Businesses that took out Bounce Back Loans (BBLs) from non-bank lenders may struggle to access further funds as alternative lenders scramble to secure financing.
The Treasury was forced to introduce top-ups and extend the application deadline for the 100 per cent state-backed loans to January after England was placed into another lockdown last week.
From tomorrow, SME owners who borrowed less than the £50,000 or 25 per cent of turnover limit for BBLs will be eligible to apply for top-up loans to help see them through another lockdown.
However non-bank lender Tide – which does not hold deposits, and does not have access to cheap funding provided to licensed banks – is struggling to secure the funding needed to provide BBLs top-ups to its customers.
Bounce Back Loans have also come under scrutiny following reports by City A.M. that small businesses were being “locked out” of applying for the loans despite being eligible for funding.
Kevin Hollinrake, chair of the all-party parliamentary group (APPG) for fair business banking, told City A.M. that top-ups risked creating a “two-tier system”, with SMEs that bank with non-traditional lenders “particularly disadvantaged”.
Hollinrake added that the introduction of top-ups “doesn’t solve the problem if you weren’t able to get a loan in the first place”. “For many people that is existential, it is the difference between succeeding and failing,” he said.
Tide lent over £50m to just under 2,000 small businesses under the BBL scheme, but was forced to close applications in July after running out of funds.
Unless Tide can secure funding from private backers or the cheap loans the Bank of England provides banks, it will be unable to re-open BBL applications or provide top-ups, City A.M. understands.
This would leave Tide customers who attempt to secure further BBL funds with few options, as all but one of the 28 lenders accredited under the scheme is now closed applications from new customers.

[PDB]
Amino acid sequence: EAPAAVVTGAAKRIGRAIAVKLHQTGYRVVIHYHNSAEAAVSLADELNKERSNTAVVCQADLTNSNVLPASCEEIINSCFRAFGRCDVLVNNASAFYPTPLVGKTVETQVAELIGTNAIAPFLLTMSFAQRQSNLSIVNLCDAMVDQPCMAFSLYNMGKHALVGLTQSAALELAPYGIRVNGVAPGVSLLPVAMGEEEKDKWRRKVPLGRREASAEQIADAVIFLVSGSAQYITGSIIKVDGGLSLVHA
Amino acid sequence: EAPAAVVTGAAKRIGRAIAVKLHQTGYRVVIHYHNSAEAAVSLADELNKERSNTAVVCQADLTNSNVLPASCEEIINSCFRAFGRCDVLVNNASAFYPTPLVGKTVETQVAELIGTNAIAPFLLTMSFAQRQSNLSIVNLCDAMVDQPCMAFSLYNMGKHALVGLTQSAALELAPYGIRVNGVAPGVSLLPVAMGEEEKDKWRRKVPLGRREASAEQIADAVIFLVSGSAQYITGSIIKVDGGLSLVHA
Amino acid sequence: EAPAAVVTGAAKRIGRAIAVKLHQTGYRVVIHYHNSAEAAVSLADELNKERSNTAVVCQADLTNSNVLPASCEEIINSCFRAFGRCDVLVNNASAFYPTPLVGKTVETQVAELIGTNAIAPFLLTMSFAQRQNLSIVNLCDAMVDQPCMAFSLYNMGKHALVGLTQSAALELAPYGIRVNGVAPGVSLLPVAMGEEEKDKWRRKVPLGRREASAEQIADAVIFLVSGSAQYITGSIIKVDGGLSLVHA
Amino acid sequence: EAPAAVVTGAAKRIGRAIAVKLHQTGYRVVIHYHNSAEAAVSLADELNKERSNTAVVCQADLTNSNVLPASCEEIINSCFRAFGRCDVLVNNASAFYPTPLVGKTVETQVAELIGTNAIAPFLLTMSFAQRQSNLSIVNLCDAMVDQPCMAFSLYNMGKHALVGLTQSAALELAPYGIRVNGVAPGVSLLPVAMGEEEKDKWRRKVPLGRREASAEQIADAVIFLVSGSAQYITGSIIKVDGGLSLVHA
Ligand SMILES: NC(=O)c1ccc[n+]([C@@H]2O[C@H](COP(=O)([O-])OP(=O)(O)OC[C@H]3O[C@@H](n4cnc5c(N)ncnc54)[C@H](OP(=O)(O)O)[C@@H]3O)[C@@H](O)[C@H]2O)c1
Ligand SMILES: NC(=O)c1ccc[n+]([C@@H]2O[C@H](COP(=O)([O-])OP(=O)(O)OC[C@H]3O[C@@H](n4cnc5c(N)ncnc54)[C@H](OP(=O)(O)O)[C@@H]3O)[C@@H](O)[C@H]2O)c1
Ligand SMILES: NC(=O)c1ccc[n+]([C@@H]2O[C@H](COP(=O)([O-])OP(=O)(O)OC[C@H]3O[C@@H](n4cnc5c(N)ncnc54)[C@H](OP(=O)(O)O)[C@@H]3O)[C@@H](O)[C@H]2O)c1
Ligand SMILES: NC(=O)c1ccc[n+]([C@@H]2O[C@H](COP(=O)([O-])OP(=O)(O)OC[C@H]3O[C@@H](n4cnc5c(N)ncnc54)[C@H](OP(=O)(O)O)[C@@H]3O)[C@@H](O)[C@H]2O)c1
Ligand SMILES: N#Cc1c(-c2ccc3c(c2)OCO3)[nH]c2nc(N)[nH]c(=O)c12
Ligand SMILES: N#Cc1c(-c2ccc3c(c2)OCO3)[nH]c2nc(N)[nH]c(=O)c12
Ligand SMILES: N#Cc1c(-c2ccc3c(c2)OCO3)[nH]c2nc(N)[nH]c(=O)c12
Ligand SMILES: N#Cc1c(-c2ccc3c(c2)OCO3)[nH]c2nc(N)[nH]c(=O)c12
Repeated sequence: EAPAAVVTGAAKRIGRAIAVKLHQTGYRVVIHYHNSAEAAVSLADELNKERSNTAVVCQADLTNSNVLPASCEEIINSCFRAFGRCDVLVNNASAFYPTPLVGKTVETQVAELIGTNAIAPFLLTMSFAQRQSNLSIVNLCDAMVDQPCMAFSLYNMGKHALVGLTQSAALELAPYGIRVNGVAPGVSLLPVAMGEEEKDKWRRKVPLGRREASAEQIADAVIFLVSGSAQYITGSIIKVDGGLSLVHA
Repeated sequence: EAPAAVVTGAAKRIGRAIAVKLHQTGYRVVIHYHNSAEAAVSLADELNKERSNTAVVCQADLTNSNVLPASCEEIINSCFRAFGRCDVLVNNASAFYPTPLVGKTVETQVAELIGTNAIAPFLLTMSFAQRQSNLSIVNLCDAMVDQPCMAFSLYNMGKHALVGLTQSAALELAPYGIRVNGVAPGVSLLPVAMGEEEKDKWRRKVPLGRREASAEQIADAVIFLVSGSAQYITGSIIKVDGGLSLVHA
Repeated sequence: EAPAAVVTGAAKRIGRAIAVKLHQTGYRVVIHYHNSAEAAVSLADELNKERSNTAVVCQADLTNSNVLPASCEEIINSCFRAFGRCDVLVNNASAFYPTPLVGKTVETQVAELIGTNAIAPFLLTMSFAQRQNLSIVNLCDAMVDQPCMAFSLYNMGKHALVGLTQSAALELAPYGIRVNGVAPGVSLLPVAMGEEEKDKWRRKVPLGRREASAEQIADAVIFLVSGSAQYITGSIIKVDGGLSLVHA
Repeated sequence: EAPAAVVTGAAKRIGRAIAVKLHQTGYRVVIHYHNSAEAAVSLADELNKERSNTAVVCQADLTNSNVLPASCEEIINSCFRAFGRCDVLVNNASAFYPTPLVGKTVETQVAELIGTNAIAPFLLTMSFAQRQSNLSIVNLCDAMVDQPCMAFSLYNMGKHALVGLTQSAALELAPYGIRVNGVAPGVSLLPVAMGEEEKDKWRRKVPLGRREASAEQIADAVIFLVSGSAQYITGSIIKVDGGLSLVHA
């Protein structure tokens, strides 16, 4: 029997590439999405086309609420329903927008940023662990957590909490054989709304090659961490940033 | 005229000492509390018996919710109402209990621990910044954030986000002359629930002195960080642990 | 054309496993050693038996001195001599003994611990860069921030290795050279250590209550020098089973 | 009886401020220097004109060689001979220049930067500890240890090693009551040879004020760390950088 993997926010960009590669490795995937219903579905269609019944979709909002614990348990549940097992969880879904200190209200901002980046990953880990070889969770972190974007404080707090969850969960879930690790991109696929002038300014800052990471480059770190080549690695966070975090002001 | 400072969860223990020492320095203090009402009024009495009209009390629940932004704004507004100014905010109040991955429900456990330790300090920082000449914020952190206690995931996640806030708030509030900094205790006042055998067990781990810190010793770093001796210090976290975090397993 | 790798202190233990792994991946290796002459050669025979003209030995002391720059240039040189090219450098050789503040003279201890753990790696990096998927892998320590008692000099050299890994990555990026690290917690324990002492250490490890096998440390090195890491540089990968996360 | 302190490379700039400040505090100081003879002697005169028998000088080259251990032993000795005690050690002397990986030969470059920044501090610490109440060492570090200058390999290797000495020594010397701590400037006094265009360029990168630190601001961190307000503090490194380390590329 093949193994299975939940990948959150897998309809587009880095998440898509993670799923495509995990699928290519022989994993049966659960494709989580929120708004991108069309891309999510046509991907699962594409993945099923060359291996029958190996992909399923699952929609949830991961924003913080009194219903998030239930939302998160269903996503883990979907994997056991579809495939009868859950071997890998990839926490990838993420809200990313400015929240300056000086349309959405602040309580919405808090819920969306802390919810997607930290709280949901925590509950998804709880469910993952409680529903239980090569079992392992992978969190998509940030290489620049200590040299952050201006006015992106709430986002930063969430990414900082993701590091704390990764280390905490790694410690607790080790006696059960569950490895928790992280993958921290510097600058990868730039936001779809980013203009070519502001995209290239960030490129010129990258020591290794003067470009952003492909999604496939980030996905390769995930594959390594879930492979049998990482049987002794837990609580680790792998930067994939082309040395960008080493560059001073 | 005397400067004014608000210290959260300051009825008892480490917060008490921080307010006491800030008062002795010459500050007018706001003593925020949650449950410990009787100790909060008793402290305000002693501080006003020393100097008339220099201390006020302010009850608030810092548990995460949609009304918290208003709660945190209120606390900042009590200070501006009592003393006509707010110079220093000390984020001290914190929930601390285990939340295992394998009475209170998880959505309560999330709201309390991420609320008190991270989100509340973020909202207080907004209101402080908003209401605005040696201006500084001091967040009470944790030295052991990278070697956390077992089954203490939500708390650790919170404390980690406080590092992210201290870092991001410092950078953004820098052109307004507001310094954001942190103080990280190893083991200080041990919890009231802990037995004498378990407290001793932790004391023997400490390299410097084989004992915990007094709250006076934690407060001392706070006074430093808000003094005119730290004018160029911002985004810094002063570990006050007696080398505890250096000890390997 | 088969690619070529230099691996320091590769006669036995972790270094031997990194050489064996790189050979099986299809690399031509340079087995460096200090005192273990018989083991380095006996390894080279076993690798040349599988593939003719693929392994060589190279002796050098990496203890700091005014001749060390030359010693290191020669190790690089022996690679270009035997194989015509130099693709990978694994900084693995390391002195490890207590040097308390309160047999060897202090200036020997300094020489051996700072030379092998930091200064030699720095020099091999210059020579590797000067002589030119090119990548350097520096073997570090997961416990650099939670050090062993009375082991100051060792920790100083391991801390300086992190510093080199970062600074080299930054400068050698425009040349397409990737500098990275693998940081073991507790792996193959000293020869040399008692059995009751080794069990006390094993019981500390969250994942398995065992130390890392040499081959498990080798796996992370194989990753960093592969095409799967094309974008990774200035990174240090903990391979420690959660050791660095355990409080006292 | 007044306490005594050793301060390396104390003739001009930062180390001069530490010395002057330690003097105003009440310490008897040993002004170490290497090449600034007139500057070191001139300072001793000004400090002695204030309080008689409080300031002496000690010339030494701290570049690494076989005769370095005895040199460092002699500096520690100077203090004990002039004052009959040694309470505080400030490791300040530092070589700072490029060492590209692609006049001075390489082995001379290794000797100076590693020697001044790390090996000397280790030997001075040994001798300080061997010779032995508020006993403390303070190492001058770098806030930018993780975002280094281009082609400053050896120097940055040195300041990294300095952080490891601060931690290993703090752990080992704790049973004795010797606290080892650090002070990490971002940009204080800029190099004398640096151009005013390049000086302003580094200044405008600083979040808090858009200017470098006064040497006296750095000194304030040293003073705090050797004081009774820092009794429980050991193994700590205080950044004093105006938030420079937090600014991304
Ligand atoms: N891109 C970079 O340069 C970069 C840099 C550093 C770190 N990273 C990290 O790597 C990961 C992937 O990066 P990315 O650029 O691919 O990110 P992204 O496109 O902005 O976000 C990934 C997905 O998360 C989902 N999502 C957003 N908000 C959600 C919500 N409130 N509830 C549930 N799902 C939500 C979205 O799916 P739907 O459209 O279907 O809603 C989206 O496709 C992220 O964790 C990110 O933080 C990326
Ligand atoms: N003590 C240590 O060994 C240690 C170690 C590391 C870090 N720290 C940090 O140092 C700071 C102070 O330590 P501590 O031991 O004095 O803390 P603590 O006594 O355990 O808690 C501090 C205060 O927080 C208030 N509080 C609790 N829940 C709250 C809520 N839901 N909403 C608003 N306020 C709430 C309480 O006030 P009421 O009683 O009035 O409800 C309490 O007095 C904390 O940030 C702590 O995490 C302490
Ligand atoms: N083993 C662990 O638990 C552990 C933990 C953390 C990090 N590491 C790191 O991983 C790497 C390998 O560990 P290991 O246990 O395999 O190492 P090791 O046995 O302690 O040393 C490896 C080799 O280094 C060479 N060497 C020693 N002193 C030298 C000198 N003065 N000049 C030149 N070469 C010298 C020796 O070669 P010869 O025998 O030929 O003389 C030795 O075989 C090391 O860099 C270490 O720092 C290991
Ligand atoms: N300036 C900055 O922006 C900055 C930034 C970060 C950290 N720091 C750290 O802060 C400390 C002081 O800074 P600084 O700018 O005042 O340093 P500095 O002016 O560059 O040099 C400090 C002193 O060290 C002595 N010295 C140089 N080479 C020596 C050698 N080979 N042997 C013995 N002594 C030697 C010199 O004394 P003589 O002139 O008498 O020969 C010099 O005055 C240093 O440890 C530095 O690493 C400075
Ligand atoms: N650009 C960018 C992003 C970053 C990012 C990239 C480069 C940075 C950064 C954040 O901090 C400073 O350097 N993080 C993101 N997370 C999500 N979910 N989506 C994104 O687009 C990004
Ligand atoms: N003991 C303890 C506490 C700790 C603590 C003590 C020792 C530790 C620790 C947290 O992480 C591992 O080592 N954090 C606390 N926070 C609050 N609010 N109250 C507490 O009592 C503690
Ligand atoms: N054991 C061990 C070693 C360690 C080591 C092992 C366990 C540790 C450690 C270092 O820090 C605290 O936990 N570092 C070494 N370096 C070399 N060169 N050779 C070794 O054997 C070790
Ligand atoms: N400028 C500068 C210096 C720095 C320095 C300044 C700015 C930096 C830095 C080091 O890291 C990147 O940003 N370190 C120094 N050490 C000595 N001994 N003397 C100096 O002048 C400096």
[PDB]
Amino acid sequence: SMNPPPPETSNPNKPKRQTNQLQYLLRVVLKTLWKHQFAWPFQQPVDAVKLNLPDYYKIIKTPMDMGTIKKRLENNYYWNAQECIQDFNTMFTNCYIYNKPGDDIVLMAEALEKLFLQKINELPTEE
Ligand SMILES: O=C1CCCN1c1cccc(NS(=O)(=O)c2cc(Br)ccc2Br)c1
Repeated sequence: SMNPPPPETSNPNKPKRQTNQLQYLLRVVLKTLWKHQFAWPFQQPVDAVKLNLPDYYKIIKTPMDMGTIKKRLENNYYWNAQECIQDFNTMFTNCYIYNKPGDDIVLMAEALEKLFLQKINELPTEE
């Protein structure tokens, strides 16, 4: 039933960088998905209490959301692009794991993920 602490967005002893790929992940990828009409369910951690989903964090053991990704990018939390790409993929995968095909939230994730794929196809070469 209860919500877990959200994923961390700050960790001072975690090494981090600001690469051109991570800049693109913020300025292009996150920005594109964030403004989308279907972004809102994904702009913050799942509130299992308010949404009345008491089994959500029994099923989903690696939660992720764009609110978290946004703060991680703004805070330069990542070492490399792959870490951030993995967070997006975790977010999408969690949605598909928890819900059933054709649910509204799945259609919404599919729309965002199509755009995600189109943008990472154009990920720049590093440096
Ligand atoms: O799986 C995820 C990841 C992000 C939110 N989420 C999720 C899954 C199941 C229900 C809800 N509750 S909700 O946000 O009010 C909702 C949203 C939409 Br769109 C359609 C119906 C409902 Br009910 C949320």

A spokesperson for Tide said it was aware of the announcement that BBL top-ups were set to be introduced, but added: “Tide has not yet received any official communication and so cannot comment further at this point.”
Non-bank lenders Funding Circle and Capital on Tap and Funding Circle are also accredited BBLs lenders. Funding Circle said BBLs customers would be able to register their interest for top-ups from tomorrow, while Capital on Tap did not respond to a request for comment.
“Time and again we’ve warned government about the ability of businesses to access these loans, and there are real concerns, that businesses – and lenders – are being shut out,” said shadow business minister Lucy Powell.
“There should be a level playing field for all businesses and lenders, and the government must act to ensure finance is available to those who need it,” Powell told City A.M.
Hollinrake said allowing non-bank lenders to access the Bank of England’s term funding scheme aimed at small business lending would ensure all eligible businesses could secure BBLs top-ups if needed. The scheme has made it easier for banks to borrow cash to fund BBLs.
The Conservative MP said banks with access to the funding scheme could lend money to non-bank lenders so they could issue BBLs to solve the issue. He also suggested that the Treasury could provide the state-owned British Business Bank, which administers the BBL scheme, with funding for the lenders.
“Through one means or another there are a number of different solutions which are not beyond the wit of man, and could be rolled out very very quickly,” Hollinrake said.
The Bank of England declined to comment on the possibility of extending access to the term funding scheme. The Treasury also declined to comment.